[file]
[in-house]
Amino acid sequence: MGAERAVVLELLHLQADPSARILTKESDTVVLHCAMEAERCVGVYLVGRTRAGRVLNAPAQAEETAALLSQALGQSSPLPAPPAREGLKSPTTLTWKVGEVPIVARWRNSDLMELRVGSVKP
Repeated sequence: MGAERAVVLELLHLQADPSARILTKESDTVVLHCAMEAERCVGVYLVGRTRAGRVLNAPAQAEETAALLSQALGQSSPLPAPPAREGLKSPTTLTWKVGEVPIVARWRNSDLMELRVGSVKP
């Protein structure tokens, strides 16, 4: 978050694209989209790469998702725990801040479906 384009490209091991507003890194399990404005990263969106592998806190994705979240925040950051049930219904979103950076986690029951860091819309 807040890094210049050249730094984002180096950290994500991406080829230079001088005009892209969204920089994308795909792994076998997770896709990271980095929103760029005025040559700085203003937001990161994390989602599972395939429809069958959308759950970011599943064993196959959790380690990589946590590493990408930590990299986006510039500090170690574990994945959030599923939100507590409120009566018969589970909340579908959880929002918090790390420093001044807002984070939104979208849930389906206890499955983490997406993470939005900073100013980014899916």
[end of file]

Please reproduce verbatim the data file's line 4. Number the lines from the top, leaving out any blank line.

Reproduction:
């Protein structure tokens, strides 16, 4: 978050694209989209790469998702725990801040479906 384009490209091991507003890194399990404005990263969106592998806190994705979240925040950051049930219904979103950076986690029951860091819309 807040890094210049050249730094984002180096950290994500991406080829230079001088005009892209969204920089994308795909792994076998997770896709990271980095929103760029005025040559700085203003937001990161994390989602599972395939429809069958959308759950970011599943064993196959959790380690990589946590590493990408930590990299986006510039500090170690574990994945959030599923939100507590409120009566018969589970909340579908959880929002918090790390420093001044807002984070939104979208849930389906206890499955983490997406993470939005900073100013980014899916």